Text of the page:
• If there were imitators from other papers, would that help or hurt the concept — would all boats rise because of the spreading meme, or all boats sink because of a saturated market?

Rob, should you choose to answer — in the comments or on your blog is fine — the questions need not be answered sequential or in total.  The main thing I’m trying to get at is beyond the cool factor, is this really something the average newspaper in America could or can copy, and should local news producers even try, or if they do try, is the high end approach of the WaPo required?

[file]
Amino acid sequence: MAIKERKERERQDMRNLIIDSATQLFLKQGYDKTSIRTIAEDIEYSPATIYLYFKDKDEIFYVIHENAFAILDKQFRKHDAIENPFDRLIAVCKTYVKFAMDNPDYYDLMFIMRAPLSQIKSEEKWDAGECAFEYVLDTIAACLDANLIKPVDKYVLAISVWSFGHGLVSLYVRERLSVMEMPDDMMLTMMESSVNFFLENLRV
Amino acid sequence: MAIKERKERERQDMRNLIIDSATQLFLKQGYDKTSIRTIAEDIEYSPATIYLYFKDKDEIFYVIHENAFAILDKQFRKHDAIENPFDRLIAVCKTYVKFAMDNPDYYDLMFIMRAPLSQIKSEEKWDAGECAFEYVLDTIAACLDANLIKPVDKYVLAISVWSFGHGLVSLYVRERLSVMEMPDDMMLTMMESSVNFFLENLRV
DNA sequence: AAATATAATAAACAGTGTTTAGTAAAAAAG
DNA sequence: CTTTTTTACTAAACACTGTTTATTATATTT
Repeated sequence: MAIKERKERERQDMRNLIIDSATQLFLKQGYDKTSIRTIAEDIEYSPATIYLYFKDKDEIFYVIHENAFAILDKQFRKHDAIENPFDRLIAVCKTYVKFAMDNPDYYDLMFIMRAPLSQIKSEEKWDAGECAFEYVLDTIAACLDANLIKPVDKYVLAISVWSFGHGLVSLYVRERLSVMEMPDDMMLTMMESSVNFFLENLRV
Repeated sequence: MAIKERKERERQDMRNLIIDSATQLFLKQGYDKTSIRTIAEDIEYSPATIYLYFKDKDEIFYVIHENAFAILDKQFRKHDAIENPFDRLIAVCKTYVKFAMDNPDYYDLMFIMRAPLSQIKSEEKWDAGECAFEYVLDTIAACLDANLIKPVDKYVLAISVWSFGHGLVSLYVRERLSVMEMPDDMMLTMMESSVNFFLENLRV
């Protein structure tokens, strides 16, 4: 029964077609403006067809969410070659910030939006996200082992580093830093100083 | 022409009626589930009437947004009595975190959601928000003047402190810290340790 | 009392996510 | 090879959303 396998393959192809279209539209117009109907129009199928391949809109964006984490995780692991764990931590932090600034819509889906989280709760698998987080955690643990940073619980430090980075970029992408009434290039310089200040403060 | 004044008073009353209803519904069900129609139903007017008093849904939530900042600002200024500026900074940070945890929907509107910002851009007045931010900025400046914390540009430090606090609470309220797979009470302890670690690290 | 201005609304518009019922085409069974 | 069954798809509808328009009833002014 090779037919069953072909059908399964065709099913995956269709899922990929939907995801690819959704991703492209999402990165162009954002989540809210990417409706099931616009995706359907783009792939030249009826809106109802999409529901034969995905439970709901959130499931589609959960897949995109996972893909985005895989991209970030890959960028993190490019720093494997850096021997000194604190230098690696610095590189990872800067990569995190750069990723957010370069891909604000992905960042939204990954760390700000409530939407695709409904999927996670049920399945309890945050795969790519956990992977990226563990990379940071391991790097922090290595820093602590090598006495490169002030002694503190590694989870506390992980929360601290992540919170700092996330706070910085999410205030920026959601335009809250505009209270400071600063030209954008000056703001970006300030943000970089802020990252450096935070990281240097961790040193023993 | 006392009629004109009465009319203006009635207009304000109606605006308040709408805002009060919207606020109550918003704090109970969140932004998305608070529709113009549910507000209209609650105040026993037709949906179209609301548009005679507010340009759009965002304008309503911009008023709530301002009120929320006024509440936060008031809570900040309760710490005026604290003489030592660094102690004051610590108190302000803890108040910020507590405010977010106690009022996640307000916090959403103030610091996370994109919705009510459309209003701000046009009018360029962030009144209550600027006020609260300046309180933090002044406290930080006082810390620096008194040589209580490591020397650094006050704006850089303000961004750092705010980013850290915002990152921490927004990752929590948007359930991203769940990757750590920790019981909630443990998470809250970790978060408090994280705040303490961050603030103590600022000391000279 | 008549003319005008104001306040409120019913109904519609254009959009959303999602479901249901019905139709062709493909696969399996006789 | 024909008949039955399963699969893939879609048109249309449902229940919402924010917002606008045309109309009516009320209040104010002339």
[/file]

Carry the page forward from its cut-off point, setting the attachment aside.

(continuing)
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13 thoughts on “Questions for Rob Curley about OnBeing

  1. […] Not everyone is as taken with it as I am. DCist says that it “misses the mark,” and that while the design is nice the stories themselves are a little lightweight — and perhaps they are. Not every one is going to be a gem (Howard Owens has some questions for Rob Curley along the same lines). But I still think is a worthwhile project, and extremely well executed. Technorati Tags: media2.0 newspapers video washingtonpost | Share This […]

  2. Damn, that’s a lot of questions. Here goes …

    +++++++++++++++

    * Is this something you think the average daily newspaper can copy? If you didn’t have the resources of WaPo, how would you do it? Can a small paper do it?

    Absolutely.

    I would argue that at least from where I’m sitting, this is just an “updated-for-online” idea that at least some smaller newspapers have already been doing for years. No, make that decades.